Back to work and back to the park. It was a weird feeling after being in Central Park as every bird that I saw I was still expecting to be a colourful American bird! A Sparrowhawk flew over the yard and on the canal were 21 Mallard. A Chiffchaff and Kingfisher were near the waterfall.
While waiting for our cab back to the airport for the return journey home I managed to pick up some wifi in the hotel lobby and in cam emails telling me that there was a Wryneck in a place called Stapleford near Hertford. The flight landed and I asked if it was still present to which the answer was yes. So after Carey's mum had kindly dropped us at home I grabbed my optics and headed off in the hope of adding a bird to my county list. I arrived on site 40 minutes later to the news it hadn't been seen for over an hour. I stuck it out for 2 hours but to no avail and added another Wryneck dip to my Herts list. This one was the 3rd after missing one at Norton Green by an hour and the Tyttenhanger bird by 30 minutes although that bird was only seen for a few seconds by the finder before disappearing. So it wasn't the best of starts back home and I knew that it would be seen again and so it was at around 6.30pm and that was the last sighting.
6 months to the day since we had booked our American/Canadian adventure we had finally arrived in after a 7 hour plane journey. Unfortunately my first experience of life over the pond was to have to queue up for 2 hours to get through immigration as out of the 40 booths just 10 were open. Due to this wait the rest of the day was limited to getting to the hotel and getting something to eat! Though the view from the hotel room mainly consisted of road and car park I still managed to get 2 lifers. Lots of AMERICAN HERRING GULLS of all ages were milling around and what I didn't know was the next door was the national convention centre which doubled up as a pretty big gull roost! GBB and Ring-Billed Gulls were in number too. The 2nd lifer was an unexpected one given the surroundings. A NORTHERN MOCKINGBIRD flew up to land on part of the hotel roof but was too far for a photo.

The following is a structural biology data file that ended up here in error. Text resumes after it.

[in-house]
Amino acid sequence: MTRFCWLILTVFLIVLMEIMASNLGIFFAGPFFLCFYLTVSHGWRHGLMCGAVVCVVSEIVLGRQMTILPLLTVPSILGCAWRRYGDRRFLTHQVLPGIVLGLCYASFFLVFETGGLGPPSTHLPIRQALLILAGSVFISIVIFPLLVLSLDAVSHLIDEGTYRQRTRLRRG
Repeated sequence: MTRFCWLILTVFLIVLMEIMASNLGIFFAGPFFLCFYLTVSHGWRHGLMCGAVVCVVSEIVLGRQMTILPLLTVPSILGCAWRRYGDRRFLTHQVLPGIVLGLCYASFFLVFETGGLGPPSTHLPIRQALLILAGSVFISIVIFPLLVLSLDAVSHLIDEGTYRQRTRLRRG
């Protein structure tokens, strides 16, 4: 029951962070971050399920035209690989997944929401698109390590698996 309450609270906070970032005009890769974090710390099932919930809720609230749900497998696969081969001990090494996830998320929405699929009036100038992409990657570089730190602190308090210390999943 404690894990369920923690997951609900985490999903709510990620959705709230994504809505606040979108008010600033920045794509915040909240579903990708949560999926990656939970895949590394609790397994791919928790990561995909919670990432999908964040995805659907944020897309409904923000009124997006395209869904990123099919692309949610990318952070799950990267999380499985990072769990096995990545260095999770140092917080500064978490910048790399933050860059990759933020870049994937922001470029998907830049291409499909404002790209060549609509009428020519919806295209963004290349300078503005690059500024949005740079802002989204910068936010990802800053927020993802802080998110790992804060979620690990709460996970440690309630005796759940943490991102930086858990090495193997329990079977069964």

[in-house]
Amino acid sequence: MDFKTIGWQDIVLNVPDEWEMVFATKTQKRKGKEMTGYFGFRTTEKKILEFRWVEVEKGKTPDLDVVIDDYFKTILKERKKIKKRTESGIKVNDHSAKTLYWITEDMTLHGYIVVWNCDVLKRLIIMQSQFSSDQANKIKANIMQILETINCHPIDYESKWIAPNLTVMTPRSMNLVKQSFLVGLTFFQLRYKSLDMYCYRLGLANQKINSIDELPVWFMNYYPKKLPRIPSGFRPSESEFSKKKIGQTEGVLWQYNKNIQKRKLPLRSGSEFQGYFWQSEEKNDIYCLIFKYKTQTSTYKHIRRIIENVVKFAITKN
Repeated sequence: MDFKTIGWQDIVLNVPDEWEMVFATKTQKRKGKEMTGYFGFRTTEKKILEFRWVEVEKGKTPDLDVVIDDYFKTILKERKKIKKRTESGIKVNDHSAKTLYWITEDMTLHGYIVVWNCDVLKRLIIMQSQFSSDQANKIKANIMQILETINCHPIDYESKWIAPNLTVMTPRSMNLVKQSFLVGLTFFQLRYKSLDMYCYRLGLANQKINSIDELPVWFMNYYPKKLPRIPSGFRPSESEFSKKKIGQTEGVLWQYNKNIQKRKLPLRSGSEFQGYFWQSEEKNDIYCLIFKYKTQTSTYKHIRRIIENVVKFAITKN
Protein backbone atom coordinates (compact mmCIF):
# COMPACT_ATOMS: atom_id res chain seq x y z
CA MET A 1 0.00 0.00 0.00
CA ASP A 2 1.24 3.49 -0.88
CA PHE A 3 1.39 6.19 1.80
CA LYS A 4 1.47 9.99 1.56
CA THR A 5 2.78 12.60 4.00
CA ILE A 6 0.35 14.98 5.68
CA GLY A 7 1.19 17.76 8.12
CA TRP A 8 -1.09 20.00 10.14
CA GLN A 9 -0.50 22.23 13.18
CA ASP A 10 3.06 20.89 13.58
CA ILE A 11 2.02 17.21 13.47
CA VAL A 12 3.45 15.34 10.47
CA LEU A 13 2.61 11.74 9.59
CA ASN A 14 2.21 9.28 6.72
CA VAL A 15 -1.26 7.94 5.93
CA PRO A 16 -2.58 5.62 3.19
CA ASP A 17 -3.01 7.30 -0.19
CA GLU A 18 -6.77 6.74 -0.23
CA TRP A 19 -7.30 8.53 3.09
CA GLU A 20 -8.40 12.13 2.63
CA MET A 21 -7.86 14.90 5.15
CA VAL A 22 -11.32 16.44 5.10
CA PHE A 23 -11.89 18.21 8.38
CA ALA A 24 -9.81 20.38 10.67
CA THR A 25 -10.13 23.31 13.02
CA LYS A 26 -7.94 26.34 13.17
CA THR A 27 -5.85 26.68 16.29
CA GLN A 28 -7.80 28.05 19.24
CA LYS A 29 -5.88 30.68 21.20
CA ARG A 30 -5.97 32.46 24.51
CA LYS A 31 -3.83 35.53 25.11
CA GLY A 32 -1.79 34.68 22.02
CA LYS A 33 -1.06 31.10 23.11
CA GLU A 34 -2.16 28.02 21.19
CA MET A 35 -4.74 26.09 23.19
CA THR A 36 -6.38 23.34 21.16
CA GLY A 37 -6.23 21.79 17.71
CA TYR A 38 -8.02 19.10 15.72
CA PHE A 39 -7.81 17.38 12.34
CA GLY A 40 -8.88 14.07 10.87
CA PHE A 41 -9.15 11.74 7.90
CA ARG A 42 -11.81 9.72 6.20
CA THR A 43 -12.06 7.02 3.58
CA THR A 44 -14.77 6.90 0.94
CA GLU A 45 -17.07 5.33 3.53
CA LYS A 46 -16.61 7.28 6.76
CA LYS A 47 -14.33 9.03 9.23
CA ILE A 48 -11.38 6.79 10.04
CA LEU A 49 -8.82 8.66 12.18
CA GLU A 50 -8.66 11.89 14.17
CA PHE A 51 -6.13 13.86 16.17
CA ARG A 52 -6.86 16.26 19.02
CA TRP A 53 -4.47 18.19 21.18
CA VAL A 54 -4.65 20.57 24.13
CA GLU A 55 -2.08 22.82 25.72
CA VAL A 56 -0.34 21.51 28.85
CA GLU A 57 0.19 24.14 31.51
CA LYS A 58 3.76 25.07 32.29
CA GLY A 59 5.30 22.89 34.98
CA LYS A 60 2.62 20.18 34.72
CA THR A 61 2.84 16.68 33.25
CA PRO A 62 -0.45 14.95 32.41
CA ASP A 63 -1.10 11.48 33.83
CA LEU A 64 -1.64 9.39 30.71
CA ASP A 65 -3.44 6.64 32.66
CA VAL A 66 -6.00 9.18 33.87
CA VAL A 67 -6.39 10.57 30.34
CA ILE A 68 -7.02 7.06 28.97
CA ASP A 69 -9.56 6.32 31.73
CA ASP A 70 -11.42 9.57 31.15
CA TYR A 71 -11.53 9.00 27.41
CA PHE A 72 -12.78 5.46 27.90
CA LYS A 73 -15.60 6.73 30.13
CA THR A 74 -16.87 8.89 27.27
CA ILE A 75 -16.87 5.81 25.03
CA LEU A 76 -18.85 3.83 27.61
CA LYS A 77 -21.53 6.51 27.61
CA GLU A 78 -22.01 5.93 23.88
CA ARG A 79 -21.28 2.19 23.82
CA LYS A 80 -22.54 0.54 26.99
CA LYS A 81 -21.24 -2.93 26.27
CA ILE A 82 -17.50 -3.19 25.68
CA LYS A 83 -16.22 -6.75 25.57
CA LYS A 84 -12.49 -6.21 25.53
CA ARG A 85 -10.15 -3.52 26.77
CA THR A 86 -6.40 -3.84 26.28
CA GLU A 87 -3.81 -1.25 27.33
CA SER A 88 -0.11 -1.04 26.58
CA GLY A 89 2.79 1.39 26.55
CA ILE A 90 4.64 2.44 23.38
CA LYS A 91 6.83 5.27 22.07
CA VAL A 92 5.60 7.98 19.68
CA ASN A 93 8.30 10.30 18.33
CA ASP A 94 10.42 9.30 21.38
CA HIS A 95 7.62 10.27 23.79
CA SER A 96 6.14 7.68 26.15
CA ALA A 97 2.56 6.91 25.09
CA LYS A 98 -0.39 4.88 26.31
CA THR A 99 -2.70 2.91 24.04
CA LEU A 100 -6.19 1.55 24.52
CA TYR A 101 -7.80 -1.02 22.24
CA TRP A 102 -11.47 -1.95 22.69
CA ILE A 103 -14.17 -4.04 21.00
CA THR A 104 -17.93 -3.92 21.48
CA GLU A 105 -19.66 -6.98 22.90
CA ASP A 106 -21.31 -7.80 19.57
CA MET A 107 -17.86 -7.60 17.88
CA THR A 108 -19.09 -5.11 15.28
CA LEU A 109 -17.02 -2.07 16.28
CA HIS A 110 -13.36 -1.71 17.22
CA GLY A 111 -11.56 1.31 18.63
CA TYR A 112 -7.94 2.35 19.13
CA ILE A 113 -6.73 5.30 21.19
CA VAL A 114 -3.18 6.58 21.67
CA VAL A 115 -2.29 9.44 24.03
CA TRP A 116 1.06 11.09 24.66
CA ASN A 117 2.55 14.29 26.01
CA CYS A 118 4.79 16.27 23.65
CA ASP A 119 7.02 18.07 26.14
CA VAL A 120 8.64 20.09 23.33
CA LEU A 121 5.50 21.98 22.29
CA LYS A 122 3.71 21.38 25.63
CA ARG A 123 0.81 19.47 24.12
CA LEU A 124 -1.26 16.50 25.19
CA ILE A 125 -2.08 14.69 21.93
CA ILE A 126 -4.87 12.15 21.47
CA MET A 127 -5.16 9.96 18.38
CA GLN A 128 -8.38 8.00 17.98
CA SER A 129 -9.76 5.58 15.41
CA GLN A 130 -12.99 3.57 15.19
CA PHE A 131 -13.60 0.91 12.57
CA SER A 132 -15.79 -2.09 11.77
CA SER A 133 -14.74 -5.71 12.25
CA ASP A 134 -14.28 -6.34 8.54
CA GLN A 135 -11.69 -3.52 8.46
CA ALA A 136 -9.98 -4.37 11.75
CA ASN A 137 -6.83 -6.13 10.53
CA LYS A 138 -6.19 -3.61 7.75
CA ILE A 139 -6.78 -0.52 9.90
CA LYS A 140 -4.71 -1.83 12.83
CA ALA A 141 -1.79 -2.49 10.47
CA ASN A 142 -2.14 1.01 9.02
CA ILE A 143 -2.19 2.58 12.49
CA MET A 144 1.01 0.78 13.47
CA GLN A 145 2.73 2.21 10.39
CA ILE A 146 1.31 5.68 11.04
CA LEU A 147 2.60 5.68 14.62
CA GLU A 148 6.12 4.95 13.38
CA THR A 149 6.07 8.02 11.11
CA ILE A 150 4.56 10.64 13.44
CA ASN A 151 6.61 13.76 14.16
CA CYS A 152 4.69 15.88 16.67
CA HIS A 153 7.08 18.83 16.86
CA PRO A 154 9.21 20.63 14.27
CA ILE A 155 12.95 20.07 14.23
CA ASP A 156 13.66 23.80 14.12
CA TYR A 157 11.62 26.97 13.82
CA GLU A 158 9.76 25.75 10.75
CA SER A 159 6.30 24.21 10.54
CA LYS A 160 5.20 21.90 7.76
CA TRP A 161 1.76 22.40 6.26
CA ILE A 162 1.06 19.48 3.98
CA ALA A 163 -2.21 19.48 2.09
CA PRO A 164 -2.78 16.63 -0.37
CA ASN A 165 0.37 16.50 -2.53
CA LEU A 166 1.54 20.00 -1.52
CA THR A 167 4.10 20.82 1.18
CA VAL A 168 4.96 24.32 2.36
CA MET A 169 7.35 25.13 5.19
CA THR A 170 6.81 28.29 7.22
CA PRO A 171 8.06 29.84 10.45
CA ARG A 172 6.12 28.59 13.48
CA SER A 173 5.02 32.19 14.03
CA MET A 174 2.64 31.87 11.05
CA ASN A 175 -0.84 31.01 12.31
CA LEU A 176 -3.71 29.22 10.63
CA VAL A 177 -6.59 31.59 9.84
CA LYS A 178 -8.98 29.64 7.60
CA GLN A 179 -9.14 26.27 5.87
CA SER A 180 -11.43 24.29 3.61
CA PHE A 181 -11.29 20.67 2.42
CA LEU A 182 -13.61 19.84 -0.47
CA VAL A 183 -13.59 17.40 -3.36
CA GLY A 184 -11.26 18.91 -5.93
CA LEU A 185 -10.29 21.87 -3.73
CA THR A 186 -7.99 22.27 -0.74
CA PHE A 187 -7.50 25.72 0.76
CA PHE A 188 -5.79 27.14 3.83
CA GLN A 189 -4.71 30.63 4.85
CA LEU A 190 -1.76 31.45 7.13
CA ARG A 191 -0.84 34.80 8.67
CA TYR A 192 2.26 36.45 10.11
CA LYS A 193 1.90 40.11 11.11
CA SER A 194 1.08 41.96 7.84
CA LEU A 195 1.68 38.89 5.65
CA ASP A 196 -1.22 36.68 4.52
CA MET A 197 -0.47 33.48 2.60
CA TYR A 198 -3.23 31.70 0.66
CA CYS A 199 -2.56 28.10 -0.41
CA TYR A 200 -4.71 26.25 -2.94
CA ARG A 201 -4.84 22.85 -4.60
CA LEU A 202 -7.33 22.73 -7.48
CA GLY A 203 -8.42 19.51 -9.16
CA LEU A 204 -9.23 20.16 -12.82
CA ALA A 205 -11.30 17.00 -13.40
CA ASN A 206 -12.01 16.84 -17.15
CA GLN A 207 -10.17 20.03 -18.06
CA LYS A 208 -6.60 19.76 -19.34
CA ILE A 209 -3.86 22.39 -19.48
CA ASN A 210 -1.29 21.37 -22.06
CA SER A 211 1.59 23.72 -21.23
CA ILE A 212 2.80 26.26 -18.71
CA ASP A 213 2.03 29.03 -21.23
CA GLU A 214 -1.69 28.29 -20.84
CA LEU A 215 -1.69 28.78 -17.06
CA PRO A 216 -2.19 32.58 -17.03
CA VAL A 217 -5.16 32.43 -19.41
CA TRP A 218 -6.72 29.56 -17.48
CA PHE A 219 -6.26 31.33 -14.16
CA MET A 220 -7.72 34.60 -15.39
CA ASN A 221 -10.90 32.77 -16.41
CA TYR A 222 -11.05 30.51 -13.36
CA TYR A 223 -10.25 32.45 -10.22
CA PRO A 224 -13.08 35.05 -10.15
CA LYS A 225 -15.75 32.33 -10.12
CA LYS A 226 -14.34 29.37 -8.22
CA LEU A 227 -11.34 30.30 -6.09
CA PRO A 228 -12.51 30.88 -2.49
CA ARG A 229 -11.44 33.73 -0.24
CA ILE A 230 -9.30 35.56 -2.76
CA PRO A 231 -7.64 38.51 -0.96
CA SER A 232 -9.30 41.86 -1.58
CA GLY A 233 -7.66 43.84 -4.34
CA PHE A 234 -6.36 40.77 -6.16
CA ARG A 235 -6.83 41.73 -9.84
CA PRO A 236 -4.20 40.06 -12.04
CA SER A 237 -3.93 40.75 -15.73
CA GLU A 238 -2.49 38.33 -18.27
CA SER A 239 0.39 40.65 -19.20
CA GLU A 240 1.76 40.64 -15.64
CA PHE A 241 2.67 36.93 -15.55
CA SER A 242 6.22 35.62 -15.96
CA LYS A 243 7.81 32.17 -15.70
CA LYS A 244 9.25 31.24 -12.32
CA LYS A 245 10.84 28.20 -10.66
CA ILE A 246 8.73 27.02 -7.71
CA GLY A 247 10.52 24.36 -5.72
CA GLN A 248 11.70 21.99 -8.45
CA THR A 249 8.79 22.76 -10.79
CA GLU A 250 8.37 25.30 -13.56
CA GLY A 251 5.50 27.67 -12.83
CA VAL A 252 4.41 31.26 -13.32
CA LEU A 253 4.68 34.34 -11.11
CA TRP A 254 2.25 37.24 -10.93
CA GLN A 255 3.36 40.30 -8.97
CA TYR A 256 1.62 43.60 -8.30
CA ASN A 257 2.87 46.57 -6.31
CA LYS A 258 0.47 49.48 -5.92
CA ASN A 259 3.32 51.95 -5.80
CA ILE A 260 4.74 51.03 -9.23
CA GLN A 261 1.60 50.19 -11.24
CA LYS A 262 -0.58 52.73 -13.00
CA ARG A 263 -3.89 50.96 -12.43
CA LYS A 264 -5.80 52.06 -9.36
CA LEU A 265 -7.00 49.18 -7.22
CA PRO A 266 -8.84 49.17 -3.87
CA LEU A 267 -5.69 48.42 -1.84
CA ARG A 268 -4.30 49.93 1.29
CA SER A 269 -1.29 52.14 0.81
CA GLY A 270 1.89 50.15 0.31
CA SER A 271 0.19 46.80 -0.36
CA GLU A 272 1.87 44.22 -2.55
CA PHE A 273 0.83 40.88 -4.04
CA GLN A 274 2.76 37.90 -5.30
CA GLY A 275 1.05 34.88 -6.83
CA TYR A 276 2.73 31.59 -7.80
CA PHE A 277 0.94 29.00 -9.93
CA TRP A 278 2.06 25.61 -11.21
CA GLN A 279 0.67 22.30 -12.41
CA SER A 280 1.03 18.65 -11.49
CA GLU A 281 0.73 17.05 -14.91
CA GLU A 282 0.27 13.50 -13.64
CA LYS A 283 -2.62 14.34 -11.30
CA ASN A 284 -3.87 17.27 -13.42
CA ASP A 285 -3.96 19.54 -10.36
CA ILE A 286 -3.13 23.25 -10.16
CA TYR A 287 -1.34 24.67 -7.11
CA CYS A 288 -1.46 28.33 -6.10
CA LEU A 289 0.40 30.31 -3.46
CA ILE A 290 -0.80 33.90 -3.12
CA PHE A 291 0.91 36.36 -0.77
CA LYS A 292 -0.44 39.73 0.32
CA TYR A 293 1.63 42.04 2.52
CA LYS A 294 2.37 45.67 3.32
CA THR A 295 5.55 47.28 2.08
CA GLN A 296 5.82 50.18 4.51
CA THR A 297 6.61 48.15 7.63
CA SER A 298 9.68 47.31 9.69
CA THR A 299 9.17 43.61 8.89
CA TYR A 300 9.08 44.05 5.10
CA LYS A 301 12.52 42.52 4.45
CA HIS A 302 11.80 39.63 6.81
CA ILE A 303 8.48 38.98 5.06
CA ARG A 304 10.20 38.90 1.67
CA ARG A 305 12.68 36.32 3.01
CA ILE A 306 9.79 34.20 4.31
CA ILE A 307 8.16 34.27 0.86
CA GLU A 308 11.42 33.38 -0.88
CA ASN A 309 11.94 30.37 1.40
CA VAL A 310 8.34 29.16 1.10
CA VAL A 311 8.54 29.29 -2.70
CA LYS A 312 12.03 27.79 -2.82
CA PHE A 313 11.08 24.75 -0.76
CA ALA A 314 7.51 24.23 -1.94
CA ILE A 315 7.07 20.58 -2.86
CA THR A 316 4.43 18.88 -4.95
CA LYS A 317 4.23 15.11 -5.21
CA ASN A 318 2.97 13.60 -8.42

Red-Winged Blackbird, Common Grackle + View of Boston